France's high-speed trains get an eco-makeover

French President Emmanuel Macron on Friday unveiled a mock-up of the next generation of greener, super-high-speed trains, known in France as TGVs — four decades after the first TGV was launched.

At a presentation at Paris' Gare de Lyon railway station, Macron played up the new train's eco-friendly aspect.

"This decade for the TGV will be about innovation," he said, adding that France must "respond to the challenge of moving around by emitting less and promoting new energy forms".

Macron spoke in front of a full-scale model of the new TGV M. It will carry more passengers — 740 compared with the present train's 600 — and is planned to enter service in 2024. It will also use a fifth less electricity than the present model, while maintaining its top speed of 320km/h.

The ceremony took place 40 years after another French president, Francois Mitterrand, launched his bold new gamble in technology at the same station — the first TGV, or Train a Grande Vitesse (Very Fast Train).

With a line speed of over 270km/h, according to France's SNCF railway company, that train went on to change the face of modern train travel. It has since been emulated worldwide, including in the UK's highly anticipated HS2 project.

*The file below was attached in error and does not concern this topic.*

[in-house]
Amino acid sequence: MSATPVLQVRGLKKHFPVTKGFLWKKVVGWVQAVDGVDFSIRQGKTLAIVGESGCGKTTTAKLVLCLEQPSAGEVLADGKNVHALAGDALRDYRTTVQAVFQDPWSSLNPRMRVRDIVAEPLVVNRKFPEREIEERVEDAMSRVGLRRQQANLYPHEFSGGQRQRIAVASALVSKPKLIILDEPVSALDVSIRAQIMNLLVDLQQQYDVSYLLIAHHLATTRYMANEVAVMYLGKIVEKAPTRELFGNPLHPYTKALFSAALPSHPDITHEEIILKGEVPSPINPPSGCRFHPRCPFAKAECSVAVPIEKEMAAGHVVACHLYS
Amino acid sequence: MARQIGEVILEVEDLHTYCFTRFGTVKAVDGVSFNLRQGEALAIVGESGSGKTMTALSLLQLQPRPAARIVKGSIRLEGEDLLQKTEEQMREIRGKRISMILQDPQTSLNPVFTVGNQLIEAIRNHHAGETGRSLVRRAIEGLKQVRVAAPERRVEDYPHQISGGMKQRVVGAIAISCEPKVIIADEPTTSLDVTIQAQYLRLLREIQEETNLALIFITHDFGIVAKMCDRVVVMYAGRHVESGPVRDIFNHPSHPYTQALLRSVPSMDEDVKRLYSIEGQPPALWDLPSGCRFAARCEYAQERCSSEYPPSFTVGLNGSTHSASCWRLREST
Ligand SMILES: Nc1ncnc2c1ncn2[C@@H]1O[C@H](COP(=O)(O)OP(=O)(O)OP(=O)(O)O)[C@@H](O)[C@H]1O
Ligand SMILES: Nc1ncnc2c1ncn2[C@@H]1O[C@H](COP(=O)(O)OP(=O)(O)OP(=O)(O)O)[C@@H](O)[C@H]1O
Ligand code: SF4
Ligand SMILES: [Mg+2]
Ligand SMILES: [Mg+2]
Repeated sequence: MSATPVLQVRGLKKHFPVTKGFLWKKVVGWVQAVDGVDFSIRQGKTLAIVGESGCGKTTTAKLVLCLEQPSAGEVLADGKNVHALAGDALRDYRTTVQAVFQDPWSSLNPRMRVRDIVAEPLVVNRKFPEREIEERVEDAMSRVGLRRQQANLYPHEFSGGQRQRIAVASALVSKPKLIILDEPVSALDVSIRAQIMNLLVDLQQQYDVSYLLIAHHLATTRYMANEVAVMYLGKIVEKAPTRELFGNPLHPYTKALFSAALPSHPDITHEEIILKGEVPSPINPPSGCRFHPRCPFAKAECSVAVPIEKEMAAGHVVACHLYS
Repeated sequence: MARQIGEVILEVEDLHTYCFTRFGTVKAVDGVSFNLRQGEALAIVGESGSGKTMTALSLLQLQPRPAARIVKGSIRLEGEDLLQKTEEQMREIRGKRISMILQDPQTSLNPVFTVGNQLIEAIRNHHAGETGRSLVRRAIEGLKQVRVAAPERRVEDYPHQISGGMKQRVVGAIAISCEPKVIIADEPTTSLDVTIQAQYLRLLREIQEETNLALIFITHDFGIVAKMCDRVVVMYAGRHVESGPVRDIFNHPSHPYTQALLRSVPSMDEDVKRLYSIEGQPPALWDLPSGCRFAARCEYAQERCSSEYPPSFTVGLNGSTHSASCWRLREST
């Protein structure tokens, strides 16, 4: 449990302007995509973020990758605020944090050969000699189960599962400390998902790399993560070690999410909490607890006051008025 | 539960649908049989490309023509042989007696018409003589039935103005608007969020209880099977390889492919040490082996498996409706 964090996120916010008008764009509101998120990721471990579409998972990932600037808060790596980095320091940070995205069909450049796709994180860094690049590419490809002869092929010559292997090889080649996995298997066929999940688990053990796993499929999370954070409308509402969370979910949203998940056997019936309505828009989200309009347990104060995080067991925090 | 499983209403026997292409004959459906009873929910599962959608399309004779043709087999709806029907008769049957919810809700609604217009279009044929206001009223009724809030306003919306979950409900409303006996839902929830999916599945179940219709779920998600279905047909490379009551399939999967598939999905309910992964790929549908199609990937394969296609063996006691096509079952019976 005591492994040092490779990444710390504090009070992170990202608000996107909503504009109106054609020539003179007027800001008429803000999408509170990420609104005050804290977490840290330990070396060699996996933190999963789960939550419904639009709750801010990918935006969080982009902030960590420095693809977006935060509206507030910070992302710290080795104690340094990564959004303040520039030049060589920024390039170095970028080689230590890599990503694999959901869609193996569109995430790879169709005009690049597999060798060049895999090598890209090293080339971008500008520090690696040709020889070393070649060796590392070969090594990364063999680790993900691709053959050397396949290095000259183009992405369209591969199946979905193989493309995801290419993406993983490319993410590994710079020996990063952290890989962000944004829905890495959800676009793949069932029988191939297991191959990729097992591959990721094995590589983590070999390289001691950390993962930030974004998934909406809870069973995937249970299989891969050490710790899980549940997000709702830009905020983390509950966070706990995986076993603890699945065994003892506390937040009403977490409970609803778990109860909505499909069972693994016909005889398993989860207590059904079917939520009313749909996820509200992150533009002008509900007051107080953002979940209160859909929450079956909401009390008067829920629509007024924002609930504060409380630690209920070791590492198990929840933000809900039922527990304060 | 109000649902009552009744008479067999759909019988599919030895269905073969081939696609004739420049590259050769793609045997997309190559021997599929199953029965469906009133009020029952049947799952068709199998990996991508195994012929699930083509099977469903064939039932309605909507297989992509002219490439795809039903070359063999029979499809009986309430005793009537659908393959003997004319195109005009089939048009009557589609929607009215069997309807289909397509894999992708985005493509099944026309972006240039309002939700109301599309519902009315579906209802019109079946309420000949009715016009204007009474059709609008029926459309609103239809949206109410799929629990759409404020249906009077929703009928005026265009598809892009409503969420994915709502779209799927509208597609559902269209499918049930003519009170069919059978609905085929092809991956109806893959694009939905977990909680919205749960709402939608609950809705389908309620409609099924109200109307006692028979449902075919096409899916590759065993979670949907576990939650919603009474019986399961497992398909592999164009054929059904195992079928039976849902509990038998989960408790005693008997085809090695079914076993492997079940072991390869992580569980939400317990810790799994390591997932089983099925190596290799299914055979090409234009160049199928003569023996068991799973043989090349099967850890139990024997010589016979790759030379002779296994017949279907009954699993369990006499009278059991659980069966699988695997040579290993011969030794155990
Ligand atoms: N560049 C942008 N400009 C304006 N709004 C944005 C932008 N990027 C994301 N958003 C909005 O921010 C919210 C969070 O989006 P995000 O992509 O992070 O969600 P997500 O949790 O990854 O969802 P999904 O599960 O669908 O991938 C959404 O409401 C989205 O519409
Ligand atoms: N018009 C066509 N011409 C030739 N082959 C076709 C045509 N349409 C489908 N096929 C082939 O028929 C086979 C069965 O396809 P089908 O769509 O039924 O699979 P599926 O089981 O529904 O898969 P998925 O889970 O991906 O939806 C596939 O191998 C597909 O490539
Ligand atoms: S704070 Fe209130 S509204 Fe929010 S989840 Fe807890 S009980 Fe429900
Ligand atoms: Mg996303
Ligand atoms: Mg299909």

Macron's government has promised €6.5 billion (NZ$10.8 billion) in new investments this year to expand high-speed train lines, and boosting train use has been part of his government's strategy to reduce emissions.

Return of the rail passenger

Rail companies are starting to reclaim Europe's intercity travel from budget carriers.

At the end of this month FirstGroup is launching a London-to-Edinburgh direct service expressly targeting the low-cost air-carrier links between the two capitals.

With fares from £30 pounds ($58), a stress on green-credentials, plant-based catering and carbon emission per passenger, Lumo hopes to attract a climate and budget-conscious traveller.

"Travelling in the UK should not cost a fortune and it certainly shouldn't be the planet that pays. Whatever your preferred mode of transport, we are likely to be more affordable and kinder to the planet," MD Helen Wylde told the Guardian.




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